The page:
Today, IrishEyes continues the countdown with our No. 10 ranked squad – the 1987 Fighting Irish (8-4).
1987 – By the NumbersOffense: The Irish boasted the nation's No. 35 ranked offense, highlighted by the country's 14th best rushing attack. A mixture of option, wishbone, and power football carved out spaced for 252 yards per contest, the highest team average since Ara Parseghian's squad in 1974.
Notre Dame scored 29.9 points per contest in '87 (15th nationally) and posted 33 rushing touchdowns (up 15 from the previous season). The team's three contributing quarterback's struggled with consistency over the course of the season, tossing 11 interceptions, two of which were particularly notable (as described below). Irish QBs accounted for a paltry four TD passes and a completion percentage just over 49 percent.
Defense: Defensive coordinator Foge Fazio's unit ranked 17th in total defense, buoyed by a pass D that finished 13 nationally while allowing just 16.6 points per contest (21st in the country). The team's rush defense – No. 41 overall – was the program's lowest ranking during the first five years of the Holtz era, though the Irish allowed only 14 rushing touchdowns.
Special Teams: Heisman Trophy winner Tim Brown returned three punts for scores while averaging 11.8 yards per return. Notre Dame averaged more than five yards per return than did their opponents in 1987. In his first and only season as the squad's place-kicker, walk-on senior Ted Gradel (replacing John Carney) nailed 14 of 18 field goal attempts and hit each of his 33 PAT.
Notables: statistical and otherwise
- Senior all-purpose star Tim Brown was the nation's best offensive weapon, averaging 167.9 yards per game and 14.2 per play. Brown posted five 100-plus yard receiving contests including three straight in November wins over Navy, Boston College, and No. 10 Alabama. He notched receiving, return, or rushing scores vs. Michigan, Michigan State (2), Purdue, USC, Air Force, Navy, and Texas A&M. Brown averaged 21.7 yards per catch as a senior in '87 and, over the course of his career, 42.3 yards per touchdown (22 career scores).
Brown was actually better across the board in as a junior in '86, totaling more rushing, receiving, kick return, and all-purpose yards while scoring more touchdowns than in his senior year Heisman campaign.
- Junior tailback Mark Green led the ground oriented Irish attack, totaling 861 yards on just 146 carries (5.9 per rush) while scoring six touchdowns. Green's highlight performance was a 149-yard effort that included a 74-yard TD sprint vs. Alabama in Notre Dame's convincing 37-6 home victory over the then-No. 10 Tide. The former flanker recruit finished second on the squad in receptions and third in total touchdowns.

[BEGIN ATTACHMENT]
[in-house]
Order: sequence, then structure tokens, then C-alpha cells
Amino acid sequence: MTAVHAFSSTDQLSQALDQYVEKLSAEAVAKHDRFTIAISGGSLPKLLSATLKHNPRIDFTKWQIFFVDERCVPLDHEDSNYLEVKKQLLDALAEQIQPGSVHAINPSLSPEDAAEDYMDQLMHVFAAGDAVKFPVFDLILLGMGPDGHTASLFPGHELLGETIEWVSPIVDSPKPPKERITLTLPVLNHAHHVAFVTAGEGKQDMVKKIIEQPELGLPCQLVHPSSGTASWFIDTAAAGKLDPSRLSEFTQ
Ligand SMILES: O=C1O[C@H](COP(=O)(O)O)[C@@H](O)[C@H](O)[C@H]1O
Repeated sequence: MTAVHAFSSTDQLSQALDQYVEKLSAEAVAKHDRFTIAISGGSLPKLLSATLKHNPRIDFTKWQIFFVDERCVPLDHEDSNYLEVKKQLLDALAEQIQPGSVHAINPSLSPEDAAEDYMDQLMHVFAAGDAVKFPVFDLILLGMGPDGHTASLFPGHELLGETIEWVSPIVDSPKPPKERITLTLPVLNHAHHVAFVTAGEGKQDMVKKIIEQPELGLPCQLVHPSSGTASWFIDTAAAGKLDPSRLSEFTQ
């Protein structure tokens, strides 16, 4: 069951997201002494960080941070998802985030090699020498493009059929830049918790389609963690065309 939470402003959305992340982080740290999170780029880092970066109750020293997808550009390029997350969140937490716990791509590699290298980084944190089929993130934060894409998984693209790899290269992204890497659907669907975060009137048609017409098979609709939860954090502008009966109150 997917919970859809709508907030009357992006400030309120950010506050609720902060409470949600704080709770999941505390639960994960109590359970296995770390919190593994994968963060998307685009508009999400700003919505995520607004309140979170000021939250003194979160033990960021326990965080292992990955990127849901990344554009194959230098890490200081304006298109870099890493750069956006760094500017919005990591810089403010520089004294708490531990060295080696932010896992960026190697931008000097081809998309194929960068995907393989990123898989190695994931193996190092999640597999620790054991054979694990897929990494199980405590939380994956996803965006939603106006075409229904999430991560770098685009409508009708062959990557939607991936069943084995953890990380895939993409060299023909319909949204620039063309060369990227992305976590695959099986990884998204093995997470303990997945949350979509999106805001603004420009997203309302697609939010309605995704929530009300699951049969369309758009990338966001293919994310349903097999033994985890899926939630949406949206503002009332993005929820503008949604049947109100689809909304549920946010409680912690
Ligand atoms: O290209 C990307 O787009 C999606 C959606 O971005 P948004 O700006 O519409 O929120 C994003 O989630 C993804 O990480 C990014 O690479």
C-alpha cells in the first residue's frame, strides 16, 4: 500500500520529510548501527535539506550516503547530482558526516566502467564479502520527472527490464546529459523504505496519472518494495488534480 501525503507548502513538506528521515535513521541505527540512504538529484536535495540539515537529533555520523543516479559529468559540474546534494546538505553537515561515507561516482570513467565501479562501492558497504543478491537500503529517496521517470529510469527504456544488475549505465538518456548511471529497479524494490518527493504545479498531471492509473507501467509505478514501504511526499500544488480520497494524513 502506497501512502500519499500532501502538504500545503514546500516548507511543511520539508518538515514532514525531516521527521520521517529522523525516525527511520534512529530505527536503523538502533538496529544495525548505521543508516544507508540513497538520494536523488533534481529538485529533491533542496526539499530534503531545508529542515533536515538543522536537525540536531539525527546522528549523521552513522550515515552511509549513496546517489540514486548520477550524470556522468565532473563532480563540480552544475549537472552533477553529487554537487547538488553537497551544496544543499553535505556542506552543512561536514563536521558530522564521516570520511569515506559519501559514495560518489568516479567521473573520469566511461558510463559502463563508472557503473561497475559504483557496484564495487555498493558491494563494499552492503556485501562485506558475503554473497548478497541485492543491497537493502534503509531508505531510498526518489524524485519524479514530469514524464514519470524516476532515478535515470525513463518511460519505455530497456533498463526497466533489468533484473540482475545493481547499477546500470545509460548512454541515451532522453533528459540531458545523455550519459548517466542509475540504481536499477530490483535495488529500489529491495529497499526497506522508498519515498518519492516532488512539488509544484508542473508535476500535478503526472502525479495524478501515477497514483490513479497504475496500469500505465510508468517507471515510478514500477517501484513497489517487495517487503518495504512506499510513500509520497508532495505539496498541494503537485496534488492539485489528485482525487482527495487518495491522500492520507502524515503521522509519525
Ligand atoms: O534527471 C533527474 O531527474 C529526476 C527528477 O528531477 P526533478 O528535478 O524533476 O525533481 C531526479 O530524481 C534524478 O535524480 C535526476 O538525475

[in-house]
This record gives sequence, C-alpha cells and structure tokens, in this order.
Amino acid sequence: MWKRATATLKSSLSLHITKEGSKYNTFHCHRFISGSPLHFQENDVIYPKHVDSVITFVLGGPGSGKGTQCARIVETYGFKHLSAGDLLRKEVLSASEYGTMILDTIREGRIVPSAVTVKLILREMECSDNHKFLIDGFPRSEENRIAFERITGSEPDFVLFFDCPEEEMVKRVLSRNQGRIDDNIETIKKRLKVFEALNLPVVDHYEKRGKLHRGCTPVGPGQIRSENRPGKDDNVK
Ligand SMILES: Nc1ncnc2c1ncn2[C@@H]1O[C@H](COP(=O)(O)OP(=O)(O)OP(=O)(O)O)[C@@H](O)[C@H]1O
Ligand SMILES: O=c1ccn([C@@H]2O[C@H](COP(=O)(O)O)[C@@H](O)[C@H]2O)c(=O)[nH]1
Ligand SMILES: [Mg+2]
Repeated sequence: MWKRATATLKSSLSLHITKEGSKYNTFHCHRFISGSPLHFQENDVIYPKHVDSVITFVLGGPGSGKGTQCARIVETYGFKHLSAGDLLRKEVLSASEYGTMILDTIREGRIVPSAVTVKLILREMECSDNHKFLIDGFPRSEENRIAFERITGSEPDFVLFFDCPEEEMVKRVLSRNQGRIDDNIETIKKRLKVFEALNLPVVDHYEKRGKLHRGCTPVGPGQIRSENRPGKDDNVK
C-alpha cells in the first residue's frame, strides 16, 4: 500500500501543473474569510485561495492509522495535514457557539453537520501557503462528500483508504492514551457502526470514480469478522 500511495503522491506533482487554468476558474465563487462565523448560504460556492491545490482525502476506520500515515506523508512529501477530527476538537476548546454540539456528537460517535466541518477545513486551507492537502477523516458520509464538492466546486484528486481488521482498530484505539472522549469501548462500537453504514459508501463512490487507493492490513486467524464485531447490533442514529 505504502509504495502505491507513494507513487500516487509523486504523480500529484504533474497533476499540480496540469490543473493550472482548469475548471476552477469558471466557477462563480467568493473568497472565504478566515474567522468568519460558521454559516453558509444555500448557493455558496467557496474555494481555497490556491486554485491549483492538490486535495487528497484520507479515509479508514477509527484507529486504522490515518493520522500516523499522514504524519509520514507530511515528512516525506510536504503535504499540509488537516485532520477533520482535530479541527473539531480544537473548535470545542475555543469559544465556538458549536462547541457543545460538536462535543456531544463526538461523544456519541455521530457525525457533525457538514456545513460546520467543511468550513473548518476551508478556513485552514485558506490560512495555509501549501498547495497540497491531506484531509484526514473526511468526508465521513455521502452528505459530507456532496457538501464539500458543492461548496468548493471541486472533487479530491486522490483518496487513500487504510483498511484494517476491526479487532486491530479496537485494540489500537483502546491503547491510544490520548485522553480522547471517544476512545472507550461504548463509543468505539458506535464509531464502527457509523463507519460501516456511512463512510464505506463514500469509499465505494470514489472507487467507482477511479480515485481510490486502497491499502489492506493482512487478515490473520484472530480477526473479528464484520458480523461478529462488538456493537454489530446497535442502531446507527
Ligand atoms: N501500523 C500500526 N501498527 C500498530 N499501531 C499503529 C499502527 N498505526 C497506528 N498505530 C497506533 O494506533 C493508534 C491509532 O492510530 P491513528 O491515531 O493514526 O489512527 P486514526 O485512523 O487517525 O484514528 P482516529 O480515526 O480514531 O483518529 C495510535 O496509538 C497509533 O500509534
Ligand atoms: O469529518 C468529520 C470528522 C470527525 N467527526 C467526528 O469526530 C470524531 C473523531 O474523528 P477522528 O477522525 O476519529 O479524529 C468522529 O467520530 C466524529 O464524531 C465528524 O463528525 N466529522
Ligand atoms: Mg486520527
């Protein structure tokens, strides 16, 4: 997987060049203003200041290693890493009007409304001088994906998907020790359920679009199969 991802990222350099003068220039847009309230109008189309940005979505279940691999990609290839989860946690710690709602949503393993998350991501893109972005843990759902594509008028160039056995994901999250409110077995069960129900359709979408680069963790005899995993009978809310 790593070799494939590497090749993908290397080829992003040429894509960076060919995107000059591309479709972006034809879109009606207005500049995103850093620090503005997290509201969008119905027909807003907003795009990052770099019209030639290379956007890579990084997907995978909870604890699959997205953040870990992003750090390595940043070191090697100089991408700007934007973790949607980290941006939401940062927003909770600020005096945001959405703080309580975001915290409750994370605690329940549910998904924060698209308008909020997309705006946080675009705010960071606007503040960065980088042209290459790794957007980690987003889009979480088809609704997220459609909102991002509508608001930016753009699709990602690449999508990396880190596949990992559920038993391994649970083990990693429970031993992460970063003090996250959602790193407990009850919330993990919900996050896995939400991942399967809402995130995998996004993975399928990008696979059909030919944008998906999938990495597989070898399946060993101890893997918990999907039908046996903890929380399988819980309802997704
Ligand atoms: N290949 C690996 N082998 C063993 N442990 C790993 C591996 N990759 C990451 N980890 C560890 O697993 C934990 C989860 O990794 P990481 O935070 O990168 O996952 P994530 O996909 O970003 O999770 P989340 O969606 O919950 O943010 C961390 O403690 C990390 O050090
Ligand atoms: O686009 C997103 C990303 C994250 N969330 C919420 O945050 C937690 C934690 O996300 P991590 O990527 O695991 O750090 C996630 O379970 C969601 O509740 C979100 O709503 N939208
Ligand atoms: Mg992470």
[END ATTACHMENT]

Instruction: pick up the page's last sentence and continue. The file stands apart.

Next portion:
Freshman tailback Ricky Watters ably backed up Green, finishing with 373 yards on 69 carries (3 touchdowns) and finished third on the team in receptions.
- Sophomore fullback and South Bend native Anthony Johnson led the team in touchdowns, rushing for 11 scores in eight starts. Johnson showed flashes of his future versatility vs. Purdue, catching passes of 51 and 39 yards with the eventual 24-point victory still in doubt. Johnson's backup was sophomore fullback Braxton Banks (212 yards and 4 touchdowns).
- Senior quarterback Terry Andrysiak started, and finished the season for the Irish, though the '87 campaign is best remembered for the 7.5 games played by future star Tony Rice. Andrysiak began the season well, passing for 137 yards with only four incomplete passes in a convincing upset win at No. 9 Michigan. He guided the Irish to victories over Michigan State and Purdue before suffering a broken collarbone at Pittsburgh.
Andrysiak returned to quarterback the Cotton Bowl loss to powerful Texas A&M, a decision panned by Irish followers with 20/20 hindsight.
- Rice showed glimpses of his future greatness in his first season as a contributor, rushing for 337 yards and 7 touchdowns; though he hit on just one touchdown pass vs. four interceptions.
- The defense was led by redshirt-junior linebacker Ned Bolcar. CBS Sports' national defensive player of the year led the squad with 106 tackles, including nine games in which he posted at least nine stops. Bolcar recorded 17 tackles in the team's 30-22 loss at Pittsburgh, 13 stops vs. USC in a 26-15 win, and 10 tackles at eventual national champion Miami.
Aiding Bolcar's effort was senior outside linebacker Cedric Figaro, who led the squad in big plays (sacks, tackles-for-loss, pass breakups, forced fumbles, and fumble recoveries) for the second consecutive season. Figaro added 53 total tackles to rank fourth on the squad.
- Senior Wes Pritchett teamed with Bolcar inside and finished second with 70 total tackles while senior Flash Gordon formed a bookend with Figaro at OLB, leading the team with 3.5 sacks.
1987 – Personnel HighlightsThe workmanlike '87 season will be defined by the school's seventh Heisman winner Tim Brown and the debut of all-time quarterback great, Tony Rice. The assistant coaching staff ranks as a "Who's Who" in program lore.
On-Field Results/Irish in the PollsThe Irish finished unranked and 5-6 in 1986. The '87 Irish opened the season ranked No. 16 but a win at No. 9 Michigan vaulted the Irish to 9th for a Week Two matchup vs. No. 17 Michigan State. Wins over the Spartans and Purdue moved Notre Dame to fourth in the A.P. Poll but a 30-22 loss at Pittsburgh dropped the Irish to No. 11.
Five consecutive wins including a home blowout of No. 10 Alabama moved the Irish to No. 7 with slim hopes for a national title dancing in their heads entering a late November contest at Penn State. The Nittany Lions prevailed, 21-20, and an ensuing loss at eventual National Champion Miami dropped the Irish to No. 12 entering the Cotton Bowl. The blowout loss to No. 13 A&M resulted in an end-season ranking of No. 17 for Holtz's second squad.
- Bowl Result: Favored by four points entering the contest, the No. 12-ranked Irish were crushed by No. 13 Texas A&M in the Cotton Bowl, 35-10. The loss marked the last contest in which a Holtz team looked relatively unprepared until at the tail end of the '91 season. The underrated Aggies won their final eight contests to finish the season in style, 10-2.
- Record vs. Top 20 Teams: 3-2